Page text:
Atheism a Religion? Government Says Yes for Tax Purposes
The Blaze Fred Lucas 3 hours ago
Federal Govt Wants Clergy Tax Break for Atheist Leader.
The leader of an atheist group sued because she didn't believe she qualified for tax exemptions afforded to clergy. When the government says she does qualify - as a minister - she got even angrier.
"We are not ministers," Annie Laurie Gaylor, chief of the Freedom from Religion Foundation, told The Tennessean newspaper. "We are having to tell the government the obvious -- we are not a church."
The lawsuit is over the personage exemption for clergy, which allows ministers to claim part of their salary as a tax-free housing allowance.
Gaylor's Madison, Wisc.-based group is organized, united by faith that there is no deity, and essentially builds fellowship around those beliefs. Thus, the Department of Justice filed a brief stating that Gaylor, as the group's leader, is eligible for the exemption since atheist groups can essentially function as a religion.
That complicates the foundation's federal lawsuit, first filed in 2009, after the foundation board voted to give Gaylor and her husband Dan Barker a housing allowance of $15,000 per year. The couple then claimed they didn't qualify for the same tax exemption as clergy so the foundation sued the federal government. In August 2012, a federal judge ruled the case can move forward.
But the Justice Department contends that since Buddhism or Taoism don't include a belief in God and are still considered religions, atheism could qualify as well. Thus, a minister can be seen as a spiritual leader and provide services for a religious organization - and a belief in God isn't legally necessary.
"Plaintiffs may not presume that a law's reference to religion necessarily excludes beliefs that are specifically non-theistic in nature," the government argued in a motion to dismiss the suit.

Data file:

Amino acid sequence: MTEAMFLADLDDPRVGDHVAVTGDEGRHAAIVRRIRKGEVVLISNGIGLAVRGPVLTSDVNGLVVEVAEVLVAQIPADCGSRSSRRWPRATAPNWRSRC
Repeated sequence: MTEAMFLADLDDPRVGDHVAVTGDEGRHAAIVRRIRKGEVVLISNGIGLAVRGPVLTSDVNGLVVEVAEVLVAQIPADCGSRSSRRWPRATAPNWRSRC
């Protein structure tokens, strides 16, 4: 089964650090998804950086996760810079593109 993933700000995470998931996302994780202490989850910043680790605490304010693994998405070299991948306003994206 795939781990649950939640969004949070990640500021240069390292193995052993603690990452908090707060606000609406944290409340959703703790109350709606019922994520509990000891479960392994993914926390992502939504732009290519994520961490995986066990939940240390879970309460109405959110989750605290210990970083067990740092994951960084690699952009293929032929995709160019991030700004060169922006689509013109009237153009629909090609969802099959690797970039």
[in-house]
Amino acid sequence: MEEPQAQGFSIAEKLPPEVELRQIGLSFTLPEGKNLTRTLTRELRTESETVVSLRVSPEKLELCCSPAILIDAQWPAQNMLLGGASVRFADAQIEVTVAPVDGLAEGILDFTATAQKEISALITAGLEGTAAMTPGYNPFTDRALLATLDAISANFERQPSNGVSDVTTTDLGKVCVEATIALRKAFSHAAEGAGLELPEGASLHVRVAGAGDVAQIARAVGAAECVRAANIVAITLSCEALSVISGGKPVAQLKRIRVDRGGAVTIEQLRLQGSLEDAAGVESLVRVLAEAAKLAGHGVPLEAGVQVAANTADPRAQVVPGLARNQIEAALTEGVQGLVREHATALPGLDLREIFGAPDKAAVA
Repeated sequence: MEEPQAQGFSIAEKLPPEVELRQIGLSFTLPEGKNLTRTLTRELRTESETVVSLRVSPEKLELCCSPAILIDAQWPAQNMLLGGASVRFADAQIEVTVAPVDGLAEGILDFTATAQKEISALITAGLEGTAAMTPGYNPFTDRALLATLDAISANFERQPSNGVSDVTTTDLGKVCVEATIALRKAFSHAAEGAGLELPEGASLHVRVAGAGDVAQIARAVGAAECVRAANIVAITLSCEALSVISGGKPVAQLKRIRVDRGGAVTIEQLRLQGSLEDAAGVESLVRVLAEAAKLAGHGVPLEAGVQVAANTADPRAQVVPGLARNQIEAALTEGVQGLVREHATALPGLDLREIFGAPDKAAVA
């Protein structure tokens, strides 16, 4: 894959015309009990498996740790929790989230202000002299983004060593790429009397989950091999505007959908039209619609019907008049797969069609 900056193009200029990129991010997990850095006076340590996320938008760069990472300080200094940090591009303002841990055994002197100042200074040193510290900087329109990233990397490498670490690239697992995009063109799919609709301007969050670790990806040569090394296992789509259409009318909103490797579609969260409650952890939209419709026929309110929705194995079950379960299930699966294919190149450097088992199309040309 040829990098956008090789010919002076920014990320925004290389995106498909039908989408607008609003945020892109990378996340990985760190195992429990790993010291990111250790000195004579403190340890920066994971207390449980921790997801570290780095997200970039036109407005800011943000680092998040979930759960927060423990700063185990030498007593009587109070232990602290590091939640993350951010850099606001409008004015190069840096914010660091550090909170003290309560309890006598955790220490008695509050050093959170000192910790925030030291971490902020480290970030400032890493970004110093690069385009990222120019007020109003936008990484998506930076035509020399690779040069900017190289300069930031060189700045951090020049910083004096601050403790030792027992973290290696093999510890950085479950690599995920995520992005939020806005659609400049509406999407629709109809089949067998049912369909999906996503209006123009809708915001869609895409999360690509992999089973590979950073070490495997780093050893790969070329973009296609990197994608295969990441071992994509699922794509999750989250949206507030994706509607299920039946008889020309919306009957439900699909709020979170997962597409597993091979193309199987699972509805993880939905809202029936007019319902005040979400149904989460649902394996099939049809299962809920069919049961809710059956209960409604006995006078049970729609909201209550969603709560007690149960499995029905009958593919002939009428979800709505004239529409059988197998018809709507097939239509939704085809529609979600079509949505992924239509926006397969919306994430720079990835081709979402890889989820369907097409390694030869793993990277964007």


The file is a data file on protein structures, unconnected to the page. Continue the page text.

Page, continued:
Gaylor contested, "That's not what we are after."
The foundation first filed the legal challenge to the exemption in 2009 in California, but later dropped the suit due to concerns about standing. It re-filed the suit in Wisconsin in 2011.
Larry Crain, a First Amendment attorney and president of the Church Law Institute, told The Tennessean the government might be right.
"They make an interesting point," he said. "If they apply for the exemption, they might get it."
Round table chit chat:
1. What is your opinion about the tax free status for the places of worship?
2. Many of these places become the magnets for politics for some members/ party. What is your opinion about that?
3. Should politics be taught or expressed in these places? Please give your reason on whatever side you are on.
4. As we see from the article above, Atheism does not want tax exemption because it has no clergy. How is it different from Sikhi?
Just pound your hands on the round table while expressing your views.
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